This story was reported by Anthony M. DeStefano, Mark Morales and John Riley. It was written by Riley.
Disgraced movie tycoon Harvey Weinstein was freed on $1 million cash bail Friday after being handcuffed and charged with rape and other sex crimes involving two women, opening a new chapter for a case that spawned the “#MeToo” movement and a flood of accusations against other powerful men.
During a morning appearance in Manhattan Supreme Court, Judge Kevin McGrath ordered the once-mighty film titan to wear an electronic monitoring bracelet while he awaits trial for first- and third-degree rape and a first-degree criminal sexual act, charges involving forcible abuse of women in 2013 and 2004.
“This defendant used his position, money and power to lure young women into situations where he was able to violate them sexually,” prosecutor Joan Illuzzi-Orbon said in court as Weinstein grimaced and raised his eyebrows.
The criminal sexual act charge — believed to stem from accusations made publicly by actress Lucia Evans — said that in 2004 at a Miramax films office, Weinstein “forced informant to engage in oral sexual conduct, to wit, defendant grabbed the back of informant’s head forcing her head downward and forcing her” to engage in oral sex.
The rape charges alleged that on March 18, 2013, Weinstein kept an unnamed woman “against her will” at a Lexington Avenue address, now a hotel, and “engaged in sexual intercourse . . . by forcible compulsion.” The woman had “clearly expressed her lack of consent to the act,” the criminal complaint said.
Illuzzi-Orbon said “allegations involving additional victims are still under scrutiny.” Manhattan District Attorney Cyrus Vance Jr. described the case as an “active, ongoing investigation” and praised the alleged victims for coming forward.
“This is an emotional moment,” said a statement from Carrie Goldberg, a lawyer for Evans, who has said she was a college student when she was attacked. “We are relieved and grateful that justice is coming, but we also mourn the cases where it didn’t.”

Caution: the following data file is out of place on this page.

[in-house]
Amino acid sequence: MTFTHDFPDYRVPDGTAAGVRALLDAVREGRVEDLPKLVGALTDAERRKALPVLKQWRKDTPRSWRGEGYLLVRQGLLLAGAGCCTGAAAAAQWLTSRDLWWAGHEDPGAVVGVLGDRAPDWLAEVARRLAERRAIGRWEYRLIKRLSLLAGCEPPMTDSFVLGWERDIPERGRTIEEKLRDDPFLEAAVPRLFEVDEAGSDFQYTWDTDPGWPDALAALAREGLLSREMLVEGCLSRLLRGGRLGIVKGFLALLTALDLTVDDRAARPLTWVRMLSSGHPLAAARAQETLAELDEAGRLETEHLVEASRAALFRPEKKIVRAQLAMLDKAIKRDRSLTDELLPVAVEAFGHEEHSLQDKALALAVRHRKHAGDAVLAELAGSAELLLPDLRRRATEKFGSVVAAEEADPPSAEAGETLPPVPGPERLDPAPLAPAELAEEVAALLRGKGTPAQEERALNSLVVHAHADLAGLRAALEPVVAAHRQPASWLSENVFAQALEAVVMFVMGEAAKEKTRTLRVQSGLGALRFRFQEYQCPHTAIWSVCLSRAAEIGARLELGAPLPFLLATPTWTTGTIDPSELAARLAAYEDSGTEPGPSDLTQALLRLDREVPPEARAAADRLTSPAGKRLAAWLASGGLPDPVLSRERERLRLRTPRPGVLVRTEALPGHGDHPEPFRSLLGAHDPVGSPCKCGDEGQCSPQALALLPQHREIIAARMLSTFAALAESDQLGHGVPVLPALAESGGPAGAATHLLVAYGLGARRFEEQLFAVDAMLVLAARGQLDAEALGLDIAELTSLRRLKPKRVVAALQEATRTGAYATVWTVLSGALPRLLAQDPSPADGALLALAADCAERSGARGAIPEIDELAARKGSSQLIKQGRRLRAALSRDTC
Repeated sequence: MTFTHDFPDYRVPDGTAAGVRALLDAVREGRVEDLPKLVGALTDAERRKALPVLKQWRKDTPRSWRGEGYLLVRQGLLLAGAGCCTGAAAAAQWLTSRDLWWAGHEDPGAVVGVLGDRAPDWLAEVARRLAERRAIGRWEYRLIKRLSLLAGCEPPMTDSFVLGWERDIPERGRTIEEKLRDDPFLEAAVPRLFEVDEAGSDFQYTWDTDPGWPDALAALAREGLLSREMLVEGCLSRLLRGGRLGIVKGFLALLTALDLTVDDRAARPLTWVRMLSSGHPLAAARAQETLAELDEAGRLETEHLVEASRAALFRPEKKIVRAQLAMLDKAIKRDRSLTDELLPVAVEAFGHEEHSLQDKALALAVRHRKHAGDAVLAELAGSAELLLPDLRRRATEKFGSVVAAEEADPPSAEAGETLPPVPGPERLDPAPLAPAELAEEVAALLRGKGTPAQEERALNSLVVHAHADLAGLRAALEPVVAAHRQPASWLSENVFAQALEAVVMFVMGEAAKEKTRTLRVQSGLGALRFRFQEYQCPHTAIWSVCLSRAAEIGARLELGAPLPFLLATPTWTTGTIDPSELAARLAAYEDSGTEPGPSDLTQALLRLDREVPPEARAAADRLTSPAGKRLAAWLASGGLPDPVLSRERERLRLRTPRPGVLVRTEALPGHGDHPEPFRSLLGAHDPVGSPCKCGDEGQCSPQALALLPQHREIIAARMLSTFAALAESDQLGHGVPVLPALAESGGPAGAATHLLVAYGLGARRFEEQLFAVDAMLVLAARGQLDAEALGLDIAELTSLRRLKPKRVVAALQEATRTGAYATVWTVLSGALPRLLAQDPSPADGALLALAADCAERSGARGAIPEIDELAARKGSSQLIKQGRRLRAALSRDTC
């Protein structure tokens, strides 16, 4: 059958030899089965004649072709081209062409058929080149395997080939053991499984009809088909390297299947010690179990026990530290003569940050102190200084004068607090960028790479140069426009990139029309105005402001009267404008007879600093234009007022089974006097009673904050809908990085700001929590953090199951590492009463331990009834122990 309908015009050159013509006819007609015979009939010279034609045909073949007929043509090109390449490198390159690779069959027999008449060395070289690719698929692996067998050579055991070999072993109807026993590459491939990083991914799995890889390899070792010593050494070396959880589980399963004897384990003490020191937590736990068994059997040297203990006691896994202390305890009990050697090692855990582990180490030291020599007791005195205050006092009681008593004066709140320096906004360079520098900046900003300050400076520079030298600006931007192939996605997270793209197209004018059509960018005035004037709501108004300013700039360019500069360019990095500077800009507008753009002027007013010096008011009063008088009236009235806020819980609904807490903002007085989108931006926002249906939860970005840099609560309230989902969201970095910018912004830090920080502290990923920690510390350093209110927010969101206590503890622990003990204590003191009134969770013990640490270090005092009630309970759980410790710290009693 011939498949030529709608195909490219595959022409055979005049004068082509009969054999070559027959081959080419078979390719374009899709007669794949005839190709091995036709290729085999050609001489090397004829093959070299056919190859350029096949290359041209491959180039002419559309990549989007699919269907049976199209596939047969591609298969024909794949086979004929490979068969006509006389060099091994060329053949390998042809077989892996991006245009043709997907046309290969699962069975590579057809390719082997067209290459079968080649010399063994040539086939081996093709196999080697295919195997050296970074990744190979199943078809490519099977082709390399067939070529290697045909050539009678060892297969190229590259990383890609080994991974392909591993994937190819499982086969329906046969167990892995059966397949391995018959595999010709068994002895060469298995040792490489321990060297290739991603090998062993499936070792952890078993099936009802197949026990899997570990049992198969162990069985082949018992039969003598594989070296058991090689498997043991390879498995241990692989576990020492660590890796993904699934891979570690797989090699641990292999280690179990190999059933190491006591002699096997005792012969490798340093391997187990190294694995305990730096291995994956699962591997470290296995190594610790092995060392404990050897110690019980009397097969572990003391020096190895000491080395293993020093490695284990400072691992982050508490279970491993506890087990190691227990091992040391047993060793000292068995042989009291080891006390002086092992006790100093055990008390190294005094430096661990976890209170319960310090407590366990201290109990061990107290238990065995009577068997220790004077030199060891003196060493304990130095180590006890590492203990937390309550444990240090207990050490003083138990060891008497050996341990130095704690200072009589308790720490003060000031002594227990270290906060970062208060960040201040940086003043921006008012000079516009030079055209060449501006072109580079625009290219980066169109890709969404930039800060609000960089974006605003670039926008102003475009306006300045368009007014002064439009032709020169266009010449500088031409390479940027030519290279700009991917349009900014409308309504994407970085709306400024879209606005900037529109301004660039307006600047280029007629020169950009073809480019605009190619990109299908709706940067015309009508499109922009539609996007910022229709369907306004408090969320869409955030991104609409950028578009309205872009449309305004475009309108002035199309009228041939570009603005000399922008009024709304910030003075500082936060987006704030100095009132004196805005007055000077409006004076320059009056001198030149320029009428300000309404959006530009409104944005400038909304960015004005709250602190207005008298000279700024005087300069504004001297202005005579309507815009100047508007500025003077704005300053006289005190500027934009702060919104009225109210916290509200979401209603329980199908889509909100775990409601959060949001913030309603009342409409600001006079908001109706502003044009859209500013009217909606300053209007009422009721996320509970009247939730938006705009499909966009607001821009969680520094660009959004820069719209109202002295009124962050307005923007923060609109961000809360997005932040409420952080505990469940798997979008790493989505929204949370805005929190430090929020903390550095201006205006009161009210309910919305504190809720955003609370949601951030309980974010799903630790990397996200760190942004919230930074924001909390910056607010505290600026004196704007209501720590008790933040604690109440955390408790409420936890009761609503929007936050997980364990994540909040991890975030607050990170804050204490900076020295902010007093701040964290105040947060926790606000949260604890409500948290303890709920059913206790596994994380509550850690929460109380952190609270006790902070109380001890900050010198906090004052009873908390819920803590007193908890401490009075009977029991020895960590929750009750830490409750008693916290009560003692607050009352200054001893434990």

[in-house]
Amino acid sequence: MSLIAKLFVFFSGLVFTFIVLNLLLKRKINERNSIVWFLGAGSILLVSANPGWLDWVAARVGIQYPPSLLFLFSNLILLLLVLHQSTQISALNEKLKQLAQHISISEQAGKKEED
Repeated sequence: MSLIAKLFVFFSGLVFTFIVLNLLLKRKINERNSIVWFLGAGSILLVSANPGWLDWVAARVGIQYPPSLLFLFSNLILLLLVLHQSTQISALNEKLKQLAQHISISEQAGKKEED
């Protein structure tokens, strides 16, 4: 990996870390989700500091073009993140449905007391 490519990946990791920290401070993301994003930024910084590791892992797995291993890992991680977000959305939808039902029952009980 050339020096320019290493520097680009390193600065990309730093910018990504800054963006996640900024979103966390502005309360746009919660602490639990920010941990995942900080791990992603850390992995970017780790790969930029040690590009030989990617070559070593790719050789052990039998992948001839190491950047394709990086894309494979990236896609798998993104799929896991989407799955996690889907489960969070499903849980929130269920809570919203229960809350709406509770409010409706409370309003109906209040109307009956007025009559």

Ben Brafman, Weinstein’s defense lawyer, said his client “vehemently” denied the accusations and “fully expects to be exonerated,” previewing some likely themes of the defense, including the 14- and 5-year ages of the alleged incidents.
“Many of the allegations were long overdue, quite frankly, having been made about events that occurred many years ago,” he said, speaking to reporters outside court. “They were not reported to the police at the time these events occurred.”
Brafman also said Weinstein is still considering an appearance before the grand jury that will be convened to indict him. The lawyer warned, that despite a tidal wave of damning press reports about how Weinstein used his power to get sex, boorish conduct isn’t a crime.
“Mr. Weinstein did not invent the casting couch in Hollywood,” Brafman said, “and to the extent there is bad behavior in that industry, that is not what this is about. Bad behavior is not on trial in this case.”
Weinstein, 66, lost his perch atop the industry after multiple accusations of sexual misconduct from actresses such as film star Ashley Judd were first published by The New York Times and The New Yorker last fall. He was exiled from The Weinstein Company, which later collapsed, and he has faced multiple civil suits.
The accusations against the film mogul set off a cultural sea change, with a cascade of similar charges against other rich and famous men, creating the #MeToo movement and what advocates have called a long overdue “reckoning” that liberated women to speak out about abusive conduct.
The court appearance by Weinstein followed his surrender for booking at the NYPD’s 1st Precinct in front of a media mob. He looked at ease in a blue sportcoat, light blue sweater and open-neck shirt.
He was carrying an armful of books, including one about filmmaker Elia Kazan, when he went in. But he didn’t have them just more than an hour later as he was walked out, handcuffed behind his back and smiling for cameras, to a waiting black Dodge Durango for transport to court.
In court he was ordered to surrender his passport and was barred from going outside New York or Connecticut, where he has a house, without court permission. He posted the $1 million bail shortly after it was set.
Prosecutors said the first- and third-degree rape charges did not represent separate crimes, but alternate legal theories for the 2013 incident. First-degree rape involves forcible compulsion, and third-degree covers simple lack of consent.
Brafman said the defense might argue the charges were “constitutionally flawed.” He refused to elaborate, but legal experts said it could be a reference to a 2006 change in statute of limitations laws on sex crimes in New York that occurred after the 2004 incident.
“There is a constitutional issue which could be raised,” said University of Buffalo law professor Gary Muldoon.
Friday’s charges came after a seven-month investigation by the NYPD and Vance’s office. Weinstein is also under scrutiny by Manhattan federal prosecutors, who Brafman has confirmed are looking into financial issues as well as interstate stalking charges.
Vance has been under intense pressure to act amid criticism of his refusal to prosecute Weinstein in 2015 after model Ambra Battilana Gutierrez filed a complaint alleging that he groped her breasts, and the NYPD had her secretly tape a conversation with Weinstein that police felt corroborated her complaint.
Critics questioned Vance’s receipt of contributions from lawyers linked to Weinstein, and Gov. Andrew M. Cuomo this year asked the attorney general’s office to look into Vance’s handling of the Weinstein matter. That probe is ongoing.